Thursday, December 31, 2009


The Shivaree, or Charivari (a French word meaning “a noisy mock serenade for newlyweds” and probably deriving in turn from a late Latin word meaning “headache”), dates at least as far back as the middle ages in Western Europe and has a long history in many parts of North America including the Midwest, Ontario, Quebec, New England and the Maritimes.

Young men of the community mark a marriage - especially a marriage considered suspect or unsuitable - by creating an improvised ruckus on pots and pans under the window of the bridal chamber. In the true spirit of a shivaree, our old hero is kept awake all night with noisy pots and pans by those who disapprove of his quest to marry the young girl.

My only encounter with this phenomenom was while I was in high school and a neighbour's daughter was getting married. The newlyweds home was not ready for a month, so after the wedding they planned to live with the in-laws. The local young folk got wind and a Shivaree was planned for a summer Friday evening, the plan being to keep the couple awake all night during their arrival home from the wedding festivities.

While I lived in the country, we did not own a farm, so I stood at the end of our driveway after dark with a tire iron and a metal lid from our garbage can, waiting for my best buddy to pick me up.

Soon I could hear him coming down the sideroad with no muffler on their oldest tractor and towing a hay wagon for all the folks to ride on to the event. I hopped on the tractor with him and enjoyed the ride, bumpy and noisey that it was. We picked up about 10 people with various forms of noisemakers including a trumpet, disc and wrenches, firecrackers, shotguns, cowbells etc.

The evening turned out to be much fun and a great community gathering on the neighbours laneway and lawn. The most fun coming when we took the four straw bales on the wagon and stuffed the straw into the grooms unlocked cab of his truck.

Did I mention that most attendees seem to have brought along liquid fortification in case it got cold and someone brought the coffee urn from the town hall with a large plate of ham sandwiches.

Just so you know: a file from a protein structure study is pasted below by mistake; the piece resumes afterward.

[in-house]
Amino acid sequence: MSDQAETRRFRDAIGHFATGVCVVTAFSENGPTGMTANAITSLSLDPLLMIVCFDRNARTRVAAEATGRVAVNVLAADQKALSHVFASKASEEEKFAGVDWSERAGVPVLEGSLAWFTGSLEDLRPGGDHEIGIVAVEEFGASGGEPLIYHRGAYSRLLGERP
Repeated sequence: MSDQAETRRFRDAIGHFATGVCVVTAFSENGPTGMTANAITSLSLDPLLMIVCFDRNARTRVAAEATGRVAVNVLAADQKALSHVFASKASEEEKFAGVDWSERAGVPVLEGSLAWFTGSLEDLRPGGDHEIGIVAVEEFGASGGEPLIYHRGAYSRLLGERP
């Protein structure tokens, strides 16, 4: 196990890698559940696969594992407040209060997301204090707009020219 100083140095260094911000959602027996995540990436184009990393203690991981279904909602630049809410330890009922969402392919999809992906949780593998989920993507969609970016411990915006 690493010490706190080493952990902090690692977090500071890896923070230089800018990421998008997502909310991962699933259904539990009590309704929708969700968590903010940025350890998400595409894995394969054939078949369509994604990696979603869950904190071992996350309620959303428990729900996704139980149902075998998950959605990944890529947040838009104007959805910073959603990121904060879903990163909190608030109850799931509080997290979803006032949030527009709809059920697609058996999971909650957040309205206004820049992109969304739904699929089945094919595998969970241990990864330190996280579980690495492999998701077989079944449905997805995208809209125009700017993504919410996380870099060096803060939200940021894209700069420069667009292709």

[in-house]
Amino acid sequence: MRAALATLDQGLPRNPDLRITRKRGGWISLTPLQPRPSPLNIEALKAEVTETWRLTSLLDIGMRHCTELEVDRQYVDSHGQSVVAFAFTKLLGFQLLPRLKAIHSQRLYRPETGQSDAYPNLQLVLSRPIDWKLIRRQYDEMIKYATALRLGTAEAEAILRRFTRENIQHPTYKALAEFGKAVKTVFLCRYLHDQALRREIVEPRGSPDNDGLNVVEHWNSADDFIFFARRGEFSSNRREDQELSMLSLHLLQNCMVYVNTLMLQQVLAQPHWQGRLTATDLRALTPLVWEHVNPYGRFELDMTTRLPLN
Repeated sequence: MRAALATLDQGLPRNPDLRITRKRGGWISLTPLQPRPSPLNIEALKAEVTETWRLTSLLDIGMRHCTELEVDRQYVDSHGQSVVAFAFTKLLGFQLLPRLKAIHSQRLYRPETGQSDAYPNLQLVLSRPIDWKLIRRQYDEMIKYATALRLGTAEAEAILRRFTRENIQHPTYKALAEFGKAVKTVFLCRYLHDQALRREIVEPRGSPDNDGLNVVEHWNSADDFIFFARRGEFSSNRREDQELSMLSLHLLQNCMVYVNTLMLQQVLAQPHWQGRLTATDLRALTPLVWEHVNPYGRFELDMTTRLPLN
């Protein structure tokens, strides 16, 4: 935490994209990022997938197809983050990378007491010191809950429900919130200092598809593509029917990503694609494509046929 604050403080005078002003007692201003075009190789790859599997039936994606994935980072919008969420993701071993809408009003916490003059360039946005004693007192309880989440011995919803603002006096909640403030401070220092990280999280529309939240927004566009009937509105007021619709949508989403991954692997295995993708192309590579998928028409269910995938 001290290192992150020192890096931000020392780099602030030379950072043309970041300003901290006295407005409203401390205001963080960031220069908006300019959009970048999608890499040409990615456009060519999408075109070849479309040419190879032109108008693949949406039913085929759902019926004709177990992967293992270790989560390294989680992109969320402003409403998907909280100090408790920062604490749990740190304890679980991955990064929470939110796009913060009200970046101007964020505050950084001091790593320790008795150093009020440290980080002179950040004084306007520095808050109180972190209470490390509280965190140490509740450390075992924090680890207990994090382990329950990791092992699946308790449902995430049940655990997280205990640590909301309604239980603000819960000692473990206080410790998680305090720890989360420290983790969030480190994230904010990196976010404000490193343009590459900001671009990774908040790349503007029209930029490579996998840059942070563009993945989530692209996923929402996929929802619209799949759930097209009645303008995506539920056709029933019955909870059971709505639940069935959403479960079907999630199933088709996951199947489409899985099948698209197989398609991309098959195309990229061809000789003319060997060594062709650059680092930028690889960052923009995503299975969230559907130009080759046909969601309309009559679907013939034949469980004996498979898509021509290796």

Some folks did actually stay all night...

Wednesday, December 30, 2009

The Heart of the Kitchen

Kitchen ranges popular in the last half of the nineteenth century did double duty - heating space and cooking food.

By the turn of the century, Eaton's 1901 catalogue was illustrating the "finest ranges on the market, so proportioned that the designs and ornamentations are shown off to the best possible advantage...."

"The Royal Alexandra, a twentieth century name and a twentieth century range."

"This is positively the finest range on the market. It has the drop hearth-plate, draw-out duplex grate, draw-out oven rack, accurately proportioned firebox, full size square oven, extra large water reservoir...We positively guarantee this range to be perfect in every part."

In reading further in the catalogue it can be assertained that the prices for this essential part of every rural kitchen was from $30.00 to $49.25...and to finish you off and make the reader drool for this product they state...

"The Alexadra stoves are the finest made and for bakers are head and shoulders over all competitors...."

Findlay's Oval is a cook stove with all the gleaming arrogance of a pre-war Cadillac and the same kind of reputation. Production of the original model stopped in 1958 and began again twenty years later in the Ontario Mennonite community of Elmira.

Today, the Elmira Stove Works, of Waterloo, Ontario has brought back those days by incorporating the best of the old-fashioned looks and quality with today's state-of-the-art features to create the ultimate in antique/country styled ranges.

Company founder, Tom Hendrick, who has been in the Antique Style Range business for over 20 years, developed the Cook's Delight style of cookstove, to meet the demand for a modern appliance with the aesthetics of a woodburning range. It was modelled after an Early American range called the "Classic Clarion" first produced around 1850.

Another longstanding, traditional cookstove is the Enterprise which was built by Dominion Foundry Company of Sackville, Nova Scotia, founded in 1852 by Mr. R.M. Dixon.

At one time Enterprise was the only company in the world manufacturing a complete line of cooking products using wood, coal, oil, gas, electricity and microwave energy all in one factory.

In the 1980's the company changed to Enterprise-Fawcett Limited where, the skills of generations of craftsmen came together in the production of the" world's finest cook stove". The original molds made from wooden patterns carved by hand inspired the successful Legacy Series. The Monarch, King, Savoy Oil and Savoy Wood cook stoves combine authentic styling with todays standards.

Now isn't this familar? The T. Eaton Company had claimed back in 1901 the almost the same glowing words for the "Royal Alexandra."